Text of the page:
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Changes in digestive enzyme activities during larval development of leopard grouper (Mycteroperca rosacea).

Fish Physiol Biochem. 2013 Nov 5;

Authors: Martínez-Lagos R, Tovar-Ramírez D, Gracia-López V, Lazo JP

The leopard grouper is an endemic species of the Mexican Pacific with an important commercial fishery and good aquaculture potential. In order to assess the digestive capacity of this species during the larval period and aid in the formulation of adequate weaning diets, this study aimed to characterize the ontogeny of digestive enzymes during development of the digestive system. Digestive enzymes trypsin, chymotrypsin, acid protease, leucine-alanine peptidase, alkaline phosphatase, aminopeptidase N, lipase, amylase and maltase were quantified in larvae fed live prey and weaned onto a formulated microdiet at 31 days after hatching (DAH) and compared with fasting larvae. Enzyme activity for trypsin, lipase and amylase were detected before the opening of the mouth and the onset of exogenous feeding, indicating a precocious development of the digestive system that has been described in many fish species. The intracellular enzyme activity of leucine-alanine peptidase was high during the first days of development, with a tendency to decrease as larvae developed, reaching undetectable levels at the end of the experimental period. In contrast, activities of enzymes located in the intestinal brush border (i.e., aminopeptidase and alkaline phosphatase) were low at the start of exogenous feeding but progressively increased with larval development, indicating the gradual maturation of the digestive system. Based on our results, we conclude that leopard grouper larvae possess a functional digestive system at hatching and before the onset of exogenous feeding. The significant increase in the activity of trypsin, lipase, amylase and acid protease between 30 and 40 DAH suggests that larvae of this species can be successfully weaned onto microdiets during this period.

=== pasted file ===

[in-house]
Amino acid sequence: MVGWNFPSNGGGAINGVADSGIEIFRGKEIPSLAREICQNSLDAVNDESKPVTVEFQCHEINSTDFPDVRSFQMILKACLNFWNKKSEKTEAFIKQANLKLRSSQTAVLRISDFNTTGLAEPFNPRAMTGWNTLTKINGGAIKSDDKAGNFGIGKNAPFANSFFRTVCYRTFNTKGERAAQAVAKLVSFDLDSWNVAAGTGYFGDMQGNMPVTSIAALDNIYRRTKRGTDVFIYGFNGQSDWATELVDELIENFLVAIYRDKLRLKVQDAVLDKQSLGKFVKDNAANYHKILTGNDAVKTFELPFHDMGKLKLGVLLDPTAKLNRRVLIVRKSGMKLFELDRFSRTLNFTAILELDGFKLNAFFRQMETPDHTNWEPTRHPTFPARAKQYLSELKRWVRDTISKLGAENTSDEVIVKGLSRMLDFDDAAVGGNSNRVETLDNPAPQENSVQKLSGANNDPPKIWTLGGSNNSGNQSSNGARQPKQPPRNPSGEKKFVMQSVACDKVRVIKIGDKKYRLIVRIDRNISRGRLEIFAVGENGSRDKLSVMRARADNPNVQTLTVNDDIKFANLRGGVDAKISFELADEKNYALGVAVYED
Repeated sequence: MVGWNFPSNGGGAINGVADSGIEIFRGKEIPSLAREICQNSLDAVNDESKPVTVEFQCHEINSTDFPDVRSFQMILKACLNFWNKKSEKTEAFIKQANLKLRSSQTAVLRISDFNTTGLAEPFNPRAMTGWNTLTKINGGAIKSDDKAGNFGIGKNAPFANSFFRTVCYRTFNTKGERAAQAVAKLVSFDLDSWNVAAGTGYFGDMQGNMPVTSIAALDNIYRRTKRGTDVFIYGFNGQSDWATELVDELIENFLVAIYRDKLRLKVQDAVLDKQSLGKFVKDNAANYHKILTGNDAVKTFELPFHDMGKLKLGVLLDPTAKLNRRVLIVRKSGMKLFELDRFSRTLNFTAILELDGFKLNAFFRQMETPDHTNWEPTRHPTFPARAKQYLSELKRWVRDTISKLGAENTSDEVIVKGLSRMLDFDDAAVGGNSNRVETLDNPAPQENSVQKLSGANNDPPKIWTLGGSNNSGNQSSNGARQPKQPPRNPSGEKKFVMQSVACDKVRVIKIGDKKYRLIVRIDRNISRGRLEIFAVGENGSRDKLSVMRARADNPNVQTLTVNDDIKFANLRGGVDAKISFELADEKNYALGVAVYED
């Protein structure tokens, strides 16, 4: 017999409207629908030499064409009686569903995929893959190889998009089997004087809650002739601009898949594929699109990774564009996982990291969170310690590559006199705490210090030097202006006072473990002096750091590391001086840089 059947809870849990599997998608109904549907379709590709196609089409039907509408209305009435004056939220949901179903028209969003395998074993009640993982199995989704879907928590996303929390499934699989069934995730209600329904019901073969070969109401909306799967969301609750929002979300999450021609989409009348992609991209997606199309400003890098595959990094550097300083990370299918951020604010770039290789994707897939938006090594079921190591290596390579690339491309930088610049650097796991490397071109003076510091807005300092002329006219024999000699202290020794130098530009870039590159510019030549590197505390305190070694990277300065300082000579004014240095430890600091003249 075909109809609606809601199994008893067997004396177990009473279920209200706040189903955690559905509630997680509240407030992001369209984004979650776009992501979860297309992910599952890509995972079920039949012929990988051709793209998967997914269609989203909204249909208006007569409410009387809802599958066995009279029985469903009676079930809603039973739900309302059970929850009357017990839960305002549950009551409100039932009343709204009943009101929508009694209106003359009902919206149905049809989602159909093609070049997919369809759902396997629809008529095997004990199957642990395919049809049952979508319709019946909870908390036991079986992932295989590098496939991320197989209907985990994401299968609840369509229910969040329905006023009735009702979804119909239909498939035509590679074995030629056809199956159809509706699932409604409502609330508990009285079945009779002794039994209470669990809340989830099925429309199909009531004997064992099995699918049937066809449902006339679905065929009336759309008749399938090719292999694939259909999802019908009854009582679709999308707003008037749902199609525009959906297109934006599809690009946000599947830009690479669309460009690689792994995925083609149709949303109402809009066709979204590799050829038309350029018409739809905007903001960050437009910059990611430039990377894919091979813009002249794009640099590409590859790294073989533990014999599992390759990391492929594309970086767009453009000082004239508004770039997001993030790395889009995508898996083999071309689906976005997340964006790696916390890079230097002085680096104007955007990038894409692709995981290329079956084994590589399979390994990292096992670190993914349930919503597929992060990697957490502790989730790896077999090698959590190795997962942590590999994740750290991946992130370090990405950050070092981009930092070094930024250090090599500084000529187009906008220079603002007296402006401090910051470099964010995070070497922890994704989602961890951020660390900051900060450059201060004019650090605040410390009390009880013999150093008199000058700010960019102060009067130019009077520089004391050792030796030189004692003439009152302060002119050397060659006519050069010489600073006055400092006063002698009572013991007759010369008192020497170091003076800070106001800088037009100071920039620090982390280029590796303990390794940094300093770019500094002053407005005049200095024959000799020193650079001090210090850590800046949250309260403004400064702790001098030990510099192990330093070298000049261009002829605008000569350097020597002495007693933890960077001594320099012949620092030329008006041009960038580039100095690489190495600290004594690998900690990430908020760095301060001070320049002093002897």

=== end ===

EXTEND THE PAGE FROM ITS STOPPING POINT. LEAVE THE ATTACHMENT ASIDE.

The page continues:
PMID: 24189829 [PubMed - as supplied by publisher]

http://www.ncbi.nlm.nih.gov/pubmed/24189829?dopt=Abstract = URL to article

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